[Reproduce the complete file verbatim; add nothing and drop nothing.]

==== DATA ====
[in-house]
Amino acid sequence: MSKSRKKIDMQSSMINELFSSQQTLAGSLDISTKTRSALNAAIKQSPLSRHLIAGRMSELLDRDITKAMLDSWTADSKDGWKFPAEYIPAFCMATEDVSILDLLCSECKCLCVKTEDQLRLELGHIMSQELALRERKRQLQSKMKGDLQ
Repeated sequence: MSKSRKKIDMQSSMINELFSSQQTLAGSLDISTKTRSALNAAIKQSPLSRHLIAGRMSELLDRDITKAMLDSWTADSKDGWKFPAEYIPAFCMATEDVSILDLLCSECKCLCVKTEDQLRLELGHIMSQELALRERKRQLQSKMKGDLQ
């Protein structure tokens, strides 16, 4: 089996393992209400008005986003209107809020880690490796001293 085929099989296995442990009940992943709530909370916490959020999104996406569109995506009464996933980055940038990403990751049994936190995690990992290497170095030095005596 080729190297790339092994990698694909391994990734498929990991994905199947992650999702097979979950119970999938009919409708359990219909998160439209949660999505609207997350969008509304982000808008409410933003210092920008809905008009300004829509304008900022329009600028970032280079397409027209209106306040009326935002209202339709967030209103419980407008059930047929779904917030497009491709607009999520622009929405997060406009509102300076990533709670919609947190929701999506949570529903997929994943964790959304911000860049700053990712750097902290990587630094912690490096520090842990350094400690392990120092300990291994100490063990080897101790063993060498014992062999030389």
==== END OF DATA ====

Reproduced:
[in-house]
Amino acid sequence: MSKSRKKIDMQSSMINELFSSQQTLAGSLDISTKTRSALNAAIKQSPLSRHLIAGRMSELLDRDITKAMLDSWTADSKDGWKFPAEYIPAFCMATEDVSILDLLCSECKCLCVKTEDQLRLELGHIMSQELALRERKRQLQSKMKGDLQ
Repeated sequence: MSKSRKKIDMQSSMINELFSSQQTLAGSLDISTKTRSALNAAIKQSPLSRHLIAGRMSELLDRDITKAMLDSWTADSKDGWKFPAEYIPAFCMATEDVSILDLLCSECKCLCVKTEDQLRLELGHIMSQELALRERKRQLQSKMKGDLQ
């Protein structure tokens, strides 16, 4: 089996393992209400008005986003209107809020880690490796001293 085929099989296995442990009940992943709530909370916490959020999104996406569109995506009464996933980055940038990403990751049994936190995690990992290497170095030095005596 080729190297790339092994990698694909391994990734498929990991994905199947992650999702097979979950119970999938009919409708359990219909998160439209949660999505609207997350969008509304982000808008409410933003210092920008809905008009300004829509304008900022329009600028970032280079397409027209209106306040009326935002209202339709967030209103419980407008059930047929779904917030497009491709607009999520622009929405997060406009509102300076990533709670919609947190929701999506949570529903997929994943964790959304911000860049700053990712750097902290990587630094912690490096520090842990350094400690392990120092300990291994100490063990080897101790063993060498014992062999030389």